The Mayor of Bath

The Mayor's Corps of Honorary Guides

                                                                                 

Please click here for all the Mayor's Guides information: www.bathguides.org.uk

If you have joined one of our walks and would like to give feedback on your experience, please go to www.bathguides.org.uk and complete the feedback form on the 'Contact Us' page.

Walk Back in Time with the Mayor's Guides

In 2011 The Mayor of Bath, Councillor Bryan Chalker, toasted his Honorary Guides at the launch of their new book 'Walk Back in Time with the Mayor's Guides - Eight Intriguing Walks Through Bath's History'.  Councillor Chalker thanked the Guides for agreeing that all profits will be donated to his charity - The Mayor of Bath's Relief Fund, which helps residents of the City facing hardship.

The new publication has maps and directions so walkers can go in their own time and pace to discover the people, places and activities which made Bath famous.  The eight walks cover:-

Two Waterways and Two Parks by Terry Mitchell

Mediaeval Life and Times of Bath by Audrey Woods,

Lyncombe and Widcombe by Jean Amesbury and Myra Barnes

Victorian Bath by Kirsten Elliott

Quirky Bath by Jean Amesbury and Myra Barnes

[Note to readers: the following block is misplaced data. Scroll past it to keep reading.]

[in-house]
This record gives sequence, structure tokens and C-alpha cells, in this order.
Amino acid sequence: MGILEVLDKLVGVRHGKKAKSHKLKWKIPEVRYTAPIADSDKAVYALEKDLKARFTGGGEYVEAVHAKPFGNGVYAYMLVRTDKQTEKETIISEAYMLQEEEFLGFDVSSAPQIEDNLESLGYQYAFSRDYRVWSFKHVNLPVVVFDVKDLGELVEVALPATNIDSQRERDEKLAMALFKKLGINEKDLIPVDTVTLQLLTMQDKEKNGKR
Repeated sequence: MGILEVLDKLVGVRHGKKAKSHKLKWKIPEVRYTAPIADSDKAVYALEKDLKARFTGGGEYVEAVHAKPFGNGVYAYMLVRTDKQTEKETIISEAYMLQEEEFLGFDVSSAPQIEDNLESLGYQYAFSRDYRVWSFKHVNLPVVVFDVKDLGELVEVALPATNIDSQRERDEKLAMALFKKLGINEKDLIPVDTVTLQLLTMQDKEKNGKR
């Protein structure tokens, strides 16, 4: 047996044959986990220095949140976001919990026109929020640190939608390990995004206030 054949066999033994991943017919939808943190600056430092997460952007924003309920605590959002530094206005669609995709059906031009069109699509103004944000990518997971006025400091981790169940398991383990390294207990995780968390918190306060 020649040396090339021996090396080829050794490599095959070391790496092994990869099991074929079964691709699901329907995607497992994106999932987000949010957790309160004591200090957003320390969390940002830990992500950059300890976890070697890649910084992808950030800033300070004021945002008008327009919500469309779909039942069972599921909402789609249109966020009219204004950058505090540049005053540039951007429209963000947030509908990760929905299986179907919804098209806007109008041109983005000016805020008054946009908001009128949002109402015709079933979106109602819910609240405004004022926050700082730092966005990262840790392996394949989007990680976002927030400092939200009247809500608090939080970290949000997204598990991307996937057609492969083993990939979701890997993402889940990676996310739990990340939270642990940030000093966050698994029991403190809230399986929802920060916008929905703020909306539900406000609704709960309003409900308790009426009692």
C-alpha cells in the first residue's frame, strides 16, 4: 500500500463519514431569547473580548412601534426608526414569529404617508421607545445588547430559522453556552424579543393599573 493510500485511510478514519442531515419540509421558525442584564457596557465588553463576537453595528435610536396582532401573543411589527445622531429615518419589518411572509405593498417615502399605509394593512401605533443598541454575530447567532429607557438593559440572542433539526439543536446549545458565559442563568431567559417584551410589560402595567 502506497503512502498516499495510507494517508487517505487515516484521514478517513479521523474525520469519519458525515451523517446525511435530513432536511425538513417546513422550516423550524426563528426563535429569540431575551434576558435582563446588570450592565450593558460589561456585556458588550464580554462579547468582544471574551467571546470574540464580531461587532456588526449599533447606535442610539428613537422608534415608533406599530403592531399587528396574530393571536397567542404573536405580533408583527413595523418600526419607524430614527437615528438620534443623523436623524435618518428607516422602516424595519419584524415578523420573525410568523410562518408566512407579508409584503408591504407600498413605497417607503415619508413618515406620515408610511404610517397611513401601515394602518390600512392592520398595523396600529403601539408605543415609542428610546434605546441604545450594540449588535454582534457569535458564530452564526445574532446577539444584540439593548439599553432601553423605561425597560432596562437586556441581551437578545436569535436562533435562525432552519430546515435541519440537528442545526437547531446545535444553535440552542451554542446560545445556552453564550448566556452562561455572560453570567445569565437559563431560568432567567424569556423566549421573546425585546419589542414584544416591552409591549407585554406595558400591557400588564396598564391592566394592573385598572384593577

Bath at War, 1939 - 1945 by Allan Williams

Walcot, the Paragon and Broad Street by Margaret Burrows

The Navy in Bath by Donald Percy

The book is available at a discounted price direct from the Mayor's Guides via the Mayor's Office in the Guildhall, or from Good Buy Books, Oldfield Park Bookshop, Number One Royal Crescent and Toppings Book Company.

Further Reading

Saxon Bath

It was almost 200 years before the Saxons gained full control of the south of England after the withdrawal of the Romans. In 577, there was a great battle to the north of Bath at Dyrham. The Saxons triumphed, killing three local kings and taking the three

Introduction to the Mayor of Bath Website

Medieval Bath

Bath became a city of trade and prospered from the woollen industry. It was ideally situated as drovers could bring their sheep in from the edge of the Cotswold Hills, the River Avon powered the mills and proximity to the port of Bristol helped the trader

"Floreat Bathon" May Bath flourish